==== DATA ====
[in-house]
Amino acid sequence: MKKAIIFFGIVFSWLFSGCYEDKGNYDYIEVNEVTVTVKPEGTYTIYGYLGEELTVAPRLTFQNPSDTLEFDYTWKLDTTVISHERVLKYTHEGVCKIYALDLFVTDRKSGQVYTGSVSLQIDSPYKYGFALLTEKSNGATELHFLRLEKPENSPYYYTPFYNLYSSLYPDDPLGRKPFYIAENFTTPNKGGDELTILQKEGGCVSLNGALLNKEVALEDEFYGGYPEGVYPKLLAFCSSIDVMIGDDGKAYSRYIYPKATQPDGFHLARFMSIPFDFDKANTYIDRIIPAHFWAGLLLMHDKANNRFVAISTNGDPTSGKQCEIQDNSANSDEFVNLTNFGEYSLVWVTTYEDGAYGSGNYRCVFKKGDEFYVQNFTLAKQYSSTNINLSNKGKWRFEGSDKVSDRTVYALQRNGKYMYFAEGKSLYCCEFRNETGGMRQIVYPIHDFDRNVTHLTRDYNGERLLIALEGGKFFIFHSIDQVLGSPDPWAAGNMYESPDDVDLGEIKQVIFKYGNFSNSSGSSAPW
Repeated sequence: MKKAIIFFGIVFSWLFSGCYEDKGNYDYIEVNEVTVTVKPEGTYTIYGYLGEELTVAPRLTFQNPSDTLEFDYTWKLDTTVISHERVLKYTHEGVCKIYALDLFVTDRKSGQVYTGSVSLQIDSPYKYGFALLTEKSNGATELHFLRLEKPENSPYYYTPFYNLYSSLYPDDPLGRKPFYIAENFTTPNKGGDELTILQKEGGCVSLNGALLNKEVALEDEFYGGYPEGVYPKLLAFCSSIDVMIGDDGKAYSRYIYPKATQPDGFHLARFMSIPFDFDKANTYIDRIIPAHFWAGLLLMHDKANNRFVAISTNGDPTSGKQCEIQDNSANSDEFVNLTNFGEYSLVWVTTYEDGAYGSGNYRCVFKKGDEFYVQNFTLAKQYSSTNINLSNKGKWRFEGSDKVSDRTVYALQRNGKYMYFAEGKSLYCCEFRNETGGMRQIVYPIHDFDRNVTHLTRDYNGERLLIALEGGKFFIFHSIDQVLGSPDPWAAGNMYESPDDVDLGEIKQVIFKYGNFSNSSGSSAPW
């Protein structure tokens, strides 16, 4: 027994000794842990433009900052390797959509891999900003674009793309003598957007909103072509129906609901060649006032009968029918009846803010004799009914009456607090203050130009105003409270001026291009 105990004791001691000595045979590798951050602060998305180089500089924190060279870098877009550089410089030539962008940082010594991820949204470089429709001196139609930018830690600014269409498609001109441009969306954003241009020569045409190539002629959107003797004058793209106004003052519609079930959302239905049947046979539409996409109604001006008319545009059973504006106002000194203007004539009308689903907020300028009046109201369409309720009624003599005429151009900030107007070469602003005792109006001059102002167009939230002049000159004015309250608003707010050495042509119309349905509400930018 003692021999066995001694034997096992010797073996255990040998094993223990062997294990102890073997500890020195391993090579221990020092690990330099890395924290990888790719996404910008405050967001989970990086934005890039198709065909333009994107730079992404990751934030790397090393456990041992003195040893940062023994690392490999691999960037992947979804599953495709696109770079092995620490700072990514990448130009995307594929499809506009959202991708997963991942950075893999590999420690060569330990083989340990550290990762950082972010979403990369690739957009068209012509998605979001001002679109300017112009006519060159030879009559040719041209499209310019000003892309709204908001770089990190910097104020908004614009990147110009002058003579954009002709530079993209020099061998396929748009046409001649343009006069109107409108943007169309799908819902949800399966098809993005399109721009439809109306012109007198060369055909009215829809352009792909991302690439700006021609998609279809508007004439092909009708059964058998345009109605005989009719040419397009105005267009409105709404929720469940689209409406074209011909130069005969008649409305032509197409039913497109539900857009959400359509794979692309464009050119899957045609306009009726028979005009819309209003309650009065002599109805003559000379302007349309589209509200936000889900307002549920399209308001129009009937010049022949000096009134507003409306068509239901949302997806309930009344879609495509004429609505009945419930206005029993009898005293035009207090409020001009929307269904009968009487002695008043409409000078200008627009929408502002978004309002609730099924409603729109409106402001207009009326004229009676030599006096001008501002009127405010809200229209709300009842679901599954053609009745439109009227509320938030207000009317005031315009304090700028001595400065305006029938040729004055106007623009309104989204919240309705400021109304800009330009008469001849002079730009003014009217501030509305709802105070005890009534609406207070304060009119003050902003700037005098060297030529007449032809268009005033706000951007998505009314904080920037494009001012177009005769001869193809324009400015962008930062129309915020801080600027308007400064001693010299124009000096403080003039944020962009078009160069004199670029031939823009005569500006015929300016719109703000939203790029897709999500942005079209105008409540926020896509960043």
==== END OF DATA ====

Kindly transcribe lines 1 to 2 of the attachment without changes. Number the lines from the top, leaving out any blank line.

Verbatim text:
[in-house]
Amino acid sequence: MKKAIIFFGIVFSWLFSGCYEDKGNYDYIEVNEVTVTVKPEGTYTIYGYLGEELTVAPRLTFQNPSDTLEFDYTWKLDTTVISHERVLKYTHEGVCKIYALDLFVTDRKSGQVYTGSVSLQIDSPYKYGFALLTEKSNGATELHFLRLEKPENSPYYYTPFYNLYSSLYPDDPLGRKPFYIAENFTTPNKGGDELTILQKEGGCVSLNGALLNKEVALEDEFYGGYPEGVYPKLLAFCSSIDVMIGDDGKAYSRYIYPKATQPDGFHLARFMSIPFDFDKANTYIDRIIPAHFWAGLLLMHDKANNRFVAISTNGDPTSGKQCEIQDNSANSDEFVNLTNFGEYSLVWVTTYEDGAYGSGNYRCVFKKGDEFYVQNFTLAKQYSSTNINLSNKGKWRFEGSDKVSDRTVYALQRNGKYMYFAEGKSLYCCEFRNETGGMRQIVYPIHDFDRNVTHLTRDYNGERLLIALEGGKFFIFHSIDQVLGSPDPWAAGNMYESPDDVDLGEIKQVIFKYGNFSNSSGSSAPW